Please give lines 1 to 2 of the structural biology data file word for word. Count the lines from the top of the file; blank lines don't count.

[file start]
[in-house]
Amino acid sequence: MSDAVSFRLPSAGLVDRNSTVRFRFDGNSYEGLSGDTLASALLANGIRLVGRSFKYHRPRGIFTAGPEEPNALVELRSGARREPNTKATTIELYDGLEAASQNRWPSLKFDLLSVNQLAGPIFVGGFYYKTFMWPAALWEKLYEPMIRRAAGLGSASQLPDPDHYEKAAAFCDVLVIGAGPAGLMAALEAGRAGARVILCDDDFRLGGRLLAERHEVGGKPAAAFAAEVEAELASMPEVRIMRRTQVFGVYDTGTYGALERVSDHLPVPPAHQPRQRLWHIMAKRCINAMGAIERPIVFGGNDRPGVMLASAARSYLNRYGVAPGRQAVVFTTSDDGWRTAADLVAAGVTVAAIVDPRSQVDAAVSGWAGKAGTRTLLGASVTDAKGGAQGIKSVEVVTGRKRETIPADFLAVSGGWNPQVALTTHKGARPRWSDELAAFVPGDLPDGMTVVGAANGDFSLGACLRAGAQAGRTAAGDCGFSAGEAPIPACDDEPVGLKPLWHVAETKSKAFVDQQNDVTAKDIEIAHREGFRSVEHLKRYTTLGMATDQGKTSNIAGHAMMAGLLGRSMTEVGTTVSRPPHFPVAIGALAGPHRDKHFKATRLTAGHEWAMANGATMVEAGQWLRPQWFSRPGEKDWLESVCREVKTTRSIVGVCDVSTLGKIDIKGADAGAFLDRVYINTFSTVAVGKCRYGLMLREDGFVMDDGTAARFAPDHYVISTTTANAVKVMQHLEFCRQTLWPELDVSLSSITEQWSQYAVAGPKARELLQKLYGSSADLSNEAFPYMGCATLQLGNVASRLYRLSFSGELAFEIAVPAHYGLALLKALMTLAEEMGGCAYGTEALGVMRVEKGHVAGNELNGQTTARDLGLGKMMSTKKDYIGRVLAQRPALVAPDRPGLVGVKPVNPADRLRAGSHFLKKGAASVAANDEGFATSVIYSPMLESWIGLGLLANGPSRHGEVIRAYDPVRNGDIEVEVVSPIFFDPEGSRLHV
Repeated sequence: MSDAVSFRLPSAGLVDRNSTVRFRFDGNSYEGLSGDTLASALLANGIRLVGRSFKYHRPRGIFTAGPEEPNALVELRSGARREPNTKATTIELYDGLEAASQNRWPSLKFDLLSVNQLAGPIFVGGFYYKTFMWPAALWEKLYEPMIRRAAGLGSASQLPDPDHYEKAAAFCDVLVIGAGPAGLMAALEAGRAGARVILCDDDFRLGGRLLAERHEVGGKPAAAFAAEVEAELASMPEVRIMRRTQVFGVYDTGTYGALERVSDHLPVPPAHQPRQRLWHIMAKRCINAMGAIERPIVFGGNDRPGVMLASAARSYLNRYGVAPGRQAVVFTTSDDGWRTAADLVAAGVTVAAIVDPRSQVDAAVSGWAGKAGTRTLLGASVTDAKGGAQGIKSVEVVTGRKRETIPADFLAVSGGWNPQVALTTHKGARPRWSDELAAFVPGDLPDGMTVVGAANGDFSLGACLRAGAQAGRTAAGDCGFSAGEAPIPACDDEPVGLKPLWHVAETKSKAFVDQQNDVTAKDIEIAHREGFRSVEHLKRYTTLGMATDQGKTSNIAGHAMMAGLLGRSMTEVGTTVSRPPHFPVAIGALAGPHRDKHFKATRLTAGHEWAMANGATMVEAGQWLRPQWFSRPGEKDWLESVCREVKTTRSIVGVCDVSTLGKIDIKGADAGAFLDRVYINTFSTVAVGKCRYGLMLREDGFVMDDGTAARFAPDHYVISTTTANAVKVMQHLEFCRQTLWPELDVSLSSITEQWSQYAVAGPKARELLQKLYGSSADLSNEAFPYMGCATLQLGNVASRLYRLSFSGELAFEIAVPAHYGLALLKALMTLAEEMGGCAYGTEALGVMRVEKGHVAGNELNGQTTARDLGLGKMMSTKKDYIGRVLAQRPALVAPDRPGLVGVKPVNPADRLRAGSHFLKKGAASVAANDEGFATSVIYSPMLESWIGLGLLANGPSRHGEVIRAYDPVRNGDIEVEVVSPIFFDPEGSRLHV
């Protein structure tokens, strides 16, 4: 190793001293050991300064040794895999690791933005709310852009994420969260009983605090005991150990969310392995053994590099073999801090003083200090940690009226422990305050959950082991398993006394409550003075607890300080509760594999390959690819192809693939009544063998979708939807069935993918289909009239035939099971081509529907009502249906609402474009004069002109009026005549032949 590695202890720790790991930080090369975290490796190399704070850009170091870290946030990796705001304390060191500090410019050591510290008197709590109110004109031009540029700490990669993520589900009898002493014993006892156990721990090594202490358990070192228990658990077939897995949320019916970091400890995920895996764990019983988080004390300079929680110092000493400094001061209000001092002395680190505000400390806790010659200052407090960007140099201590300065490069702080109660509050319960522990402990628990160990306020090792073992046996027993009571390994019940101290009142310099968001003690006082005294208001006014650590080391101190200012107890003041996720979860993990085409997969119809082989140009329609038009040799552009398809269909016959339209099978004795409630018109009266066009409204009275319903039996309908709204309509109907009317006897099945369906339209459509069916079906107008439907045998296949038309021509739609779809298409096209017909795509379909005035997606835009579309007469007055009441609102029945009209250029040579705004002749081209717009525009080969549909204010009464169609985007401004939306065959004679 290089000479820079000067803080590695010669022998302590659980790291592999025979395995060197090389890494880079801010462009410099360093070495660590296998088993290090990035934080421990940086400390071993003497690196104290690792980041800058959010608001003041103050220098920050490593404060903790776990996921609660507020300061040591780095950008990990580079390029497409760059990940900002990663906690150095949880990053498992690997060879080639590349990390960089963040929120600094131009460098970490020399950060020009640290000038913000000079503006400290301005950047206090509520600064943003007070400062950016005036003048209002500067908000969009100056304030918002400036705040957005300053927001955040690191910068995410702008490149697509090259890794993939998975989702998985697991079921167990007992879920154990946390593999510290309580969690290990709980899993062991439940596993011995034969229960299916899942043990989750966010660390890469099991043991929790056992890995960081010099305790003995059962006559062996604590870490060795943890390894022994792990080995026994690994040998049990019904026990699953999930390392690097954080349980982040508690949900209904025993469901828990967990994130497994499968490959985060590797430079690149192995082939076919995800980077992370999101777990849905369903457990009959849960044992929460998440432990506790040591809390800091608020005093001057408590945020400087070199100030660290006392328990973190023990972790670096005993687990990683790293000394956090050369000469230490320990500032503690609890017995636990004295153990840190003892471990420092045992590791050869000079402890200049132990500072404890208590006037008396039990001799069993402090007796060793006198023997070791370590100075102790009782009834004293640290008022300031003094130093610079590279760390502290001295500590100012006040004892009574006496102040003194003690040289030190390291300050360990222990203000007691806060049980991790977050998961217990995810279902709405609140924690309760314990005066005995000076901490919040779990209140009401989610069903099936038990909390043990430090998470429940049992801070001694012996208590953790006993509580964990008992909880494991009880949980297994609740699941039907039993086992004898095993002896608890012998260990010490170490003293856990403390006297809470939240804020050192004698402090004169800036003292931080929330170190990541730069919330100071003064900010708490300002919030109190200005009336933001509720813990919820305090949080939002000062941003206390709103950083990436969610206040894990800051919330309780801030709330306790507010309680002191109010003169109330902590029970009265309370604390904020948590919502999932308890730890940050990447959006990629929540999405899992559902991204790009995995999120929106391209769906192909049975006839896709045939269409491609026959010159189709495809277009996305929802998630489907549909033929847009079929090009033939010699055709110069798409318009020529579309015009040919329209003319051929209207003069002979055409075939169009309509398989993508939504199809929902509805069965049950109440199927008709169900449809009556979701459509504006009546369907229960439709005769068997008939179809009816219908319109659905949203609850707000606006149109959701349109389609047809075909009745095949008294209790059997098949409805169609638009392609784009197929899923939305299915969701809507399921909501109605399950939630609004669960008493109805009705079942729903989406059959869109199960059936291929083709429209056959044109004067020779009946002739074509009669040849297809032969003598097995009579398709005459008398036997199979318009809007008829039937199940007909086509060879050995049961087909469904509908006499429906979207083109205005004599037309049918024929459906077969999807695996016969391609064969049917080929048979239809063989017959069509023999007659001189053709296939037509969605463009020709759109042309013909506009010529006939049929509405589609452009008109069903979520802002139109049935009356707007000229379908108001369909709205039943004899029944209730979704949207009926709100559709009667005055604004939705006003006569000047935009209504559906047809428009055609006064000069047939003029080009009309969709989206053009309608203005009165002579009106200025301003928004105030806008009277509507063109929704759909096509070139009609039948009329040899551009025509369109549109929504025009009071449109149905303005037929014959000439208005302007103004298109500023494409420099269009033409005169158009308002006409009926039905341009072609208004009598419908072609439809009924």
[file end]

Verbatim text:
[in-house]
Amino acid sequence: MSDAVSFRLPSAGLVDRNSTVRFRFDGNSYEGLSGDTLASALLANGIRLVGRSFKYHRPRGIFTAGPEEPNALVELRSGARREPNTKATTIELYDGLEAASQNRWPSLKFDLLSVNQLAGPIFVGGFYYKTFMWPAALWEKLYEPMIRRAAGLGSASQLPDPDHYEKAAAFCDVLVIGAGPAGLMAALEAGRAGARVILCDDDFRLGGRLLAERHEVGGKPAAAFAAEVEAELASMPEVRIMRRTQVFGVYDTGTYGALERVSDHLPVPPAHQPRQRLWHIMAKRCINAMGAIERPIVFGGNDRPGVMLASAARSYLNRYGVAPGRQAVVFTTSDDGWRTAADLVAAGVTVAAIVDPRSQVDAAVSGWAGKAGTRTLLGASVTDAKGGAQGIKSVEVVTGRKRETIPADFLAVSGGWNPQVALTTHKGARPRWSDELAAFVPGDLPDGMTVVGAANGDFSLGACLRAGAQAGRTAAGDCGFSAGEAPIPACDDEPVGLKPLWHVAETKSKAFVDQQNDVTAKDIEIAHREGFRSVEHLKRYTTLGMATDQGKTSNIAGHAMMAGLLGRSMTEVGTTVSRPPHFPVAIGALAGPHRDKHFKATRLTAGHEWAMANGATMVEAGQWLRPQWFSRPGEKDWLESVCREVKTTRSIVGVCDVSTLGKIDIKGADAGAFLDRVYINTFSTVAVGKCRYGLMLREDGFVMDDGTAARFAPDHYVISTTTANAVKVMQHLEFCRQTLWPELDVSLSSITEQWSQYAVAGPKARELLQKLYGSSADLSNEAFPYMGCATLQLGNVASRLYRLSFSGELAFEIAVPAHYGLALLKALMTLAEEMGGCAYGTEALGVMRVEKGHVAGNELNGQTTARDLGLGKMMSTKKDYIGRVLAQRPALVAPDRPGLVGVKPVNPADRLRAGSHFLKKGAASVAANDEGFATSVIYSPMLESWIGLGLLANGPSRHGEVIRAYDPVRNGDIEVEVVSPIFFDPEGSRLHV